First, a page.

Pelvic Joint Pain
The pelvis is composed of three main joints, the pubic symphysis joint at the front and two sacroiliac joints at the back, one on either side. During pregnancy,
a hormone called relaxin causes the ligaments and joints to soften in preparation for delivery. There can be increased movement in the joints, which
can result in discomfort or pain in pubic symphysis, groin, inside of your thighs, low back or directly over your sacroiliac joints.
Although this pain in pregnancy is common, there are many things you can do to
To help minimise your pain:
- Rest – take the weight off your pelvis whenever possible.
- Try to break up tasks which require lots of standing or walking into smaller pieces. i.e. do your shopping at the local shops instead of the big shopping
- Avoid standing on one leg, or activities with legs wide apart.
- When walking take smaller steps.
- Try to avoid prolonged sitting or standing – change position frequently.
- Climb stairs one at a time or if possible avoid them.
- When getting in and out of the car, use a plastic shopping bag to sit on and swivel legs around together.
- Keep legs together when rolling in bed. Try sleeping with a pillow between your thighs.
- When getting in and out of bed roll on your side first, keeping legs together, then push yourself up using your arms.
- Avoid heavy lifting and heavy household chores, especially vacuuming.
- For pain relief try an ice pack / frozen peas wrapped in a damp towel applied to the painful area. Apply for up to 20 minutes, 4 hourly as required.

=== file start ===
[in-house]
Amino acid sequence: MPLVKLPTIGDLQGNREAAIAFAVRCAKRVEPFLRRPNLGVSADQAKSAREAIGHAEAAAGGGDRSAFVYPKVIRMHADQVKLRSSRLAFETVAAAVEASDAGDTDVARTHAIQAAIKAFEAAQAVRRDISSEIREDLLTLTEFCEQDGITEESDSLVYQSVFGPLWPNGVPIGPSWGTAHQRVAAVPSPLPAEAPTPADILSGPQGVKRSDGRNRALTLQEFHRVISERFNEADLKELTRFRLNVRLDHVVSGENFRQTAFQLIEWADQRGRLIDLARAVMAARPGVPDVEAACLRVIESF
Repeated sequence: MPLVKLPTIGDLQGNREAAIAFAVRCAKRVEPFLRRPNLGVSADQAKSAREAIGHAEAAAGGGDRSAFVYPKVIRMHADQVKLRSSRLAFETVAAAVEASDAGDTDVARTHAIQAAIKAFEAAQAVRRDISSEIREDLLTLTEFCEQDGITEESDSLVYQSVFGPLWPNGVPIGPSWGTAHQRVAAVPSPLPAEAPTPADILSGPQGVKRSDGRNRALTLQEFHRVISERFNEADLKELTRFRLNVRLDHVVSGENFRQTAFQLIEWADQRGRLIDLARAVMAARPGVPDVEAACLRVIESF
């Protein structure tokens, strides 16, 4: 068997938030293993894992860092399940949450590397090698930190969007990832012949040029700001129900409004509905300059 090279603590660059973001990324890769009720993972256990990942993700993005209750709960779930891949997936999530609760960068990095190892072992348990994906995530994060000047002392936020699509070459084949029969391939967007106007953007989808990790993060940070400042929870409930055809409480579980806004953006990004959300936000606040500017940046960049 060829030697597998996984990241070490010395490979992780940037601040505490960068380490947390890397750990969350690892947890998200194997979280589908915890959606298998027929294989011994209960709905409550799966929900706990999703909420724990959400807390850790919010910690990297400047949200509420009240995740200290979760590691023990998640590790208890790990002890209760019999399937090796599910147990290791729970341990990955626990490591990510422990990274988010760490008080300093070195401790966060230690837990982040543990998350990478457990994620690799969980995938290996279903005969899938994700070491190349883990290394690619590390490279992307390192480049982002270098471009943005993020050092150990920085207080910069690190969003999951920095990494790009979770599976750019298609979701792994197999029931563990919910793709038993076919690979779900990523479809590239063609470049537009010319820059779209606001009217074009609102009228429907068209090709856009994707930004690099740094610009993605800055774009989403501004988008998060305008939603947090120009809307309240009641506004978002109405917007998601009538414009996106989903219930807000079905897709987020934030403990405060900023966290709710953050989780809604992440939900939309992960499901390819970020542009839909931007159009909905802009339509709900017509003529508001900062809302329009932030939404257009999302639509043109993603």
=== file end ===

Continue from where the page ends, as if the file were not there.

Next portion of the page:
- Try to sit down whilst dressing, especially to put your knickers or trousers on, as you want to avoid standing on one leg.
- When standing up from a seated position, squeezing your buttocks might help.
- Wearing a support belt or being taped up during walking and standing activities may provide good relief.
- Avoid long walks and especially uneven ground and hills.
- Deep abdominal muscle exercises and pelvic floor exercises are extremely important to help support the pelvis.
- When swimming avoid breaststroke (as the legs are wide apart).
- Some pilates exercises may need to be modified - please remind your instructor about your pain levels prior to the class.
- Avoid asymmetrical positions or having your legs too wide apart.
- You will need to discuss delivery options and positions with your midwife and obstetrician. If you have an epidural, ensure that your support people
know not to pull your legs too wide apart.
After your baby is born:
Having your baby is the best cure of all! The effects of the hormones that cause the problem can stay in your system for quite a few months after delivery
and therefore care is required especially in the first 3-6 weeks. Keep doing your deep abdominal and pelvic floor exercises, and take care as you gradually
increase your exercise tolerance.